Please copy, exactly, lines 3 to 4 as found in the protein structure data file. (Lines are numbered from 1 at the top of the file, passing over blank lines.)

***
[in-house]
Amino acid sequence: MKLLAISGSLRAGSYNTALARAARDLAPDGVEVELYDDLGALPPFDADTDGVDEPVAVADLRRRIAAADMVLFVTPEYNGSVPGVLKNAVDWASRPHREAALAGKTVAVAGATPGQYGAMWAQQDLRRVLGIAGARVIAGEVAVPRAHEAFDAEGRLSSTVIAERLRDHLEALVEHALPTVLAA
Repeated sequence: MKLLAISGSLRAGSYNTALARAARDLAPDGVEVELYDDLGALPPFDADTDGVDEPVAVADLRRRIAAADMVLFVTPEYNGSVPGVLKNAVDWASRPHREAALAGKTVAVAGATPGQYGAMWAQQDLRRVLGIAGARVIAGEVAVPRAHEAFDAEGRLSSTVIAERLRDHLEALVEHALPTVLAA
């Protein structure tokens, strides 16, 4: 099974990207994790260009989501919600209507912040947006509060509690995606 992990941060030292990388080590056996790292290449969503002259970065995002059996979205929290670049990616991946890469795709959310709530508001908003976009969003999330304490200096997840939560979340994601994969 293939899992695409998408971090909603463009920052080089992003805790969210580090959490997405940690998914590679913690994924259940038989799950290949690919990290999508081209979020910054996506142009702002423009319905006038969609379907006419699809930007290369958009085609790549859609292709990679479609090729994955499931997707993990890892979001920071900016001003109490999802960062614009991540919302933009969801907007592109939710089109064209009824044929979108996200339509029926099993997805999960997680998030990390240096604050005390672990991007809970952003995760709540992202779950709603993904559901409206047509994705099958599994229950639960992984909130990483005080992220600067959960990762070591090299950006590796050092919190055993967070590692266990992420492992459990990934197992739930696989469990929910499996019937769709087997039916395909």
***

Repeated sequence: MKLLAISGSLRAGSYNTALARAARDLAPDGVEVELYDDLGALPPFDADTDGVDEPVAVADLRRRIAAADMVLFVTPEYNGSVPGVLKNAVDWASRPHREAALAGKTVAVAGATPGQYGAMWAQQDLRRVLGIAGARVIAGEVAVPRAHEAFDAEGRLSSTVIAERLRDHLEALVEHALPTVLAA
């Protein structure tokens, strides 16, 4: 099974990207994790260009989501919600209507912040947006509060509690995606 992990941060030292990388080590056996790292290449969503002259970065995002059996979205929290670049990616991946890469795709959310709530508001908003976009969003999330304490200096997840939560979340994601994969 293939899992695409998408971090909603463009920052080089992003805790969210580090959490997405940690998914590679913690994924259940038989799950290949690919990290999508081209979020910054996506142009702002423009319905006038969609379907006419699809930007290369958009085609790549859609292709990679479609090729994955499931997707993990890892979001920071900016001003109490999802960062614009991540919302933009969801907007592109939710089109064209009824044929979108996200339509029926099993997805999960997680998030990390240096604050005390672990991007809970952003995760709540992202779950709603993904559901409206047509994705099958599994229950639960992984909130990483005080992220600067959960990762070591090299950006590796050092919190055993967070590692266990992420492992459990990934197992739930696989469990929910499996019937769709087997039916395909």